Sony estimates $3.2b loss this year, $171 million cost for PSN breach and this loss following PSN hacking, Japan earthquakeSony has written off approximately $4.4 billion in deferred tax credits for the last quarter in an effort to offset the taxes levied against the company’s future profits and quake is also expected to shave roughly $1.8 billion off of operational profits for the coming year………….
Sony Corp. will post its third straight annual net loss for the year that ended in March after writing off tax credits in the wake of Japan’s earthquake and tsunami, the latest in a string of grim headlines on the consumer electronics giant. The maker of PlayStation video games, Vaio computers and Bravia TVs has been battling to recover from the March 11 disaster, and more recently, a series of security breaches on its networks that affected more than 100 million user accounts. The annual net loss would be Sony’s second-largest ever, underscoring the decline of a company once a symbol of Japan’s electronic and manufacturing excellence. “I have been sceptical about Sony for a long time. Sony has been overtaken by Apple and other companies,” said Yuuki Sakurai, CEO and president of Fukoku Capital Management in Tokyo. “The management is not able to show shareholders the future of the company.” Sony has found itself outmanoeuvred by Apple in portable music and Samsung Electronics in flat-screen TVs and is facing a tough fight in video games with Nintendo and Microsoft .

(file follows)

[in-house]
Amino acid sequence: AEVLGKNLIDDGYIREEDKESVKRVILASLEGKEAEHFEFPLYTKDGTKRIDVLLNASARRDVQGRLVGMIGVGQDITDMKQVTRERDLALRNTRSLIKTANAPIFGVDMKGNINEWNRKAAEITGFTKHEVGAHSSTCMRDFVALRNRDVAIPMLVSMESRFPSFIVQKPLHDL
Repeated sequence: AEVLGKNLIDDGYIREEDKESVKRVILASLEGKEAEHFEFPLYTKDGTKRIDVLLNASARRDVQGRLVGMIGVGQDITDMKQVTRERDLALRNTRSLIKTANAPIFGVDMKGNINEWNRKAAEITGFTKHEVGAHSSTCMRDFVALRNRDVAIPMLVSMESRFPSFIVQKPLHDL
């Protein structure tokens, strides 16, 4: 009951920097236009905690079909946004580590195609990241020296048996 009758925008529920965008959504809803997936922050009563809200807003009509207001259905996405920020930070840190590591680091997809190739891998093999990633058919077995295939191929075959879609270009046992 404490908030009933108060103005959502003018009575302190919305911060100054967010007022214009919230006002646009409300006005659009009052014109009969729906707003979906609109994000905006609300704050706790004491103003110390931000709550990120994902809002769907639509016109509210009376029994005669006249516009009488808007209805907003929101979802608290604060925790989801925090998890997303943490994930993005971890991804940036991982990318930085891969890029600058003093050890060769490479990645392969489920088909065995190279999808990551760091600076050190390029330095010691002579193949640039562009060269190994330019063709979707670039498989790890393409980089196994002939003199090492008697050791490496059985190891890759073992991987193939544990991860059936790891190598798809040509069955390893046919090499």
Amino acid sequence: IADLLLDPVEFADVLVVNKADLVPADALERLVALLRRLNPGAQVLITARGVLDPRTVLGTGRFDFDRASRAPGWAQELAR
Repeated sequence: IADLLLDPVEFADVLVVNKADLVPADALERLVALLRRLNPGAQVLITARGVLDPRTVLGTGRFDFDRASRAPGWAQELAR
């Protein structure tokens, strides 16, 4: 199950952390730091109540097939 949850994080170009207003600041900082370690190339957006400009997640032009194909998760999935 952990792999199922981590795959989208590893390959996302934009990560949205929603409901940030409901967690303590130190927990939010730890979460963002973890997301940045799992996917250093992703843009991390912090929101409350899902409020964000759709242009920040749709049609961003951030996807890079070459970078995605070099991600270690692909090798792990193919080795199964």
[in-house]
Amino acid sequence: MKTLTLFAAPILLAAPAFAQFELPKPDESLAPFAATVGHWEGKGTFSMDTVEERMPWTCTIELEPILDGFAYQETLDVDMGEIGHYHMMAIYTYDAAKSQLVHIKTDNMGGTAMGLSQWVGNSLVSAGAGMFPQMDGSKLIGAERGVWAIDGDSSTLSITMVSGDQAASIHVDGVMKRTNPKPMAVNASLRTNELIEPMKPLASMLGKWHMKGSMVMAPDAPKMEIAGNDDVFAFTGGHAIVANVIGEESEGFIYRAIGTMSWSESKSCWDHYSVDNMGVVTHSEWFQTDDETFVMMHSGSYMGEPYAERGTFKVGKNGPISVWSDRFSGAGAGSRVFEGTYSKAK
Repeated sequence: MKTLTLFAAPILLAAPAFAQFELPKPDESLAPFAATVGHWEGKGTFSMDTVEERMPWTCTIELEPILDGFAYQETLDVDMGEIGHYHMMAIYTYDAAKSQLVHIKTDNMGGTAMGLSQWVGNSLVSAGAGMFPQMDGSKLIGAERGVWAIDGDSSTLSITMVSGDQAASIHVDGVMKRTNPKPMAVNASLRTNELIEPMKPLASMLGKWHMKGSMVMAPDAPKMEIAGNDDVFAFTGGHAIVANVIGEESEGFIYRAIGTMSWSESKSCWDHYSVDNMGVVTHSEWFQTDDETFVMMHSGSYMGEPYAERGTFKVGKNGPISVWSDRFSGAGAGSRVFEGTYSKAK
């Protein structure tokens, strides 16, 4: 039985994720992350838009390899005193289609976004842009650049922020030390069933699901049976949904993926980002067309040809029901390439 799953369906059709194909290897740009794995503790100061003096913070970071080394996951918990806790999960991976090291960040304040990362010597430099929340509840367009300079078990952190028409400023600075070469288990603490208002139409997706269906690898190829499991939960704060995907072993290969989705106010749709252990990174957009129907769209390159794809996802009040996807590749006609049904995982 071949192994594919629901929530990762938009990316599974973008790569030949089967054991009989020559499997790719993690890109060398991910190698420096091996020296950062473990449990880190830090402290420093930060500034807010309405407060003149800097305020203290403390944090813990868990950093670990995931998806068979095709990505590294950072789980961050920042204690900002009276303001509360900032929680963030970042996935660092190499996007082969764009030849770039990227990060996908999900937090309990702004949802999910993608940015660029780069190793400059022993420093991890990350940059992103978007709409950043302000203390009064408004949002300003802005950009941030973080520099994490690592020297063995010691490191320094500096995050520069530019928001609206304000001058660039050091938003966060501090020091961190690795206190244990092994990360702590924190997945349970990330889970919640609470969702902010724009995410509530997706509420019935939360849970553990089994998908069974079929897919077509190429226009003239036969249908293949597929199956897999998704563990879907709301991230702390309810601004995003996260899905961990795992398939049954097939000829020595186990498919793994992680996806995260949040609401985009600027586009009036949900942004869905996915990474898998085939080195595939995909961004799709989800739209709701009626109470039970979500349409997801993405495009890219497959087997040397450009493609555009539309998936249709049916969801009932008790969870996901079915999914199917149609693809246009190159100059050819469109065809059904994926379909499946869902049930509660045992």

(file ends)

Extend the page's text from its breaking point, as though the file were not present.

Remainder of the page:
The firm, which previously forecast a net profit of 70-billion yen for 2010/11, surprised markets on Monday by declaring the need to update investors with revised estimates ahead of its official earnings report on Thursday. Stock exchange rules in Tokyo require companies to notify investors if estimates for the business year are likely to be more than 30 per cent higher or lower than their most recent forecast. Sony said it now expected to post a net loss of 260 billion yen ($3.2-billion U.S.), due to a non-cash charge of around 360-billion yen related to Japanese tax credits. Companies are allowed to carry forward tax losses for up to seven years if they can show future taxable profits are likely. But three consecutive years of net losses is considered evidence under U.S. accounting rules, the global standard, that those credits may not be available to it. Sony said it expected sales to rise this year and forecast a return to net profit, without elaborating. It earlier forecast was issued before the March 11 earthquake, which has tipped Japan’s economy into recession and disrupted supply chains globally in a number of industries. Although Sony revised its bottom line, it maintained that annual operating profit would still come in at 200-billion yen for 2010/11, which is broadly in line with consensus forecasts.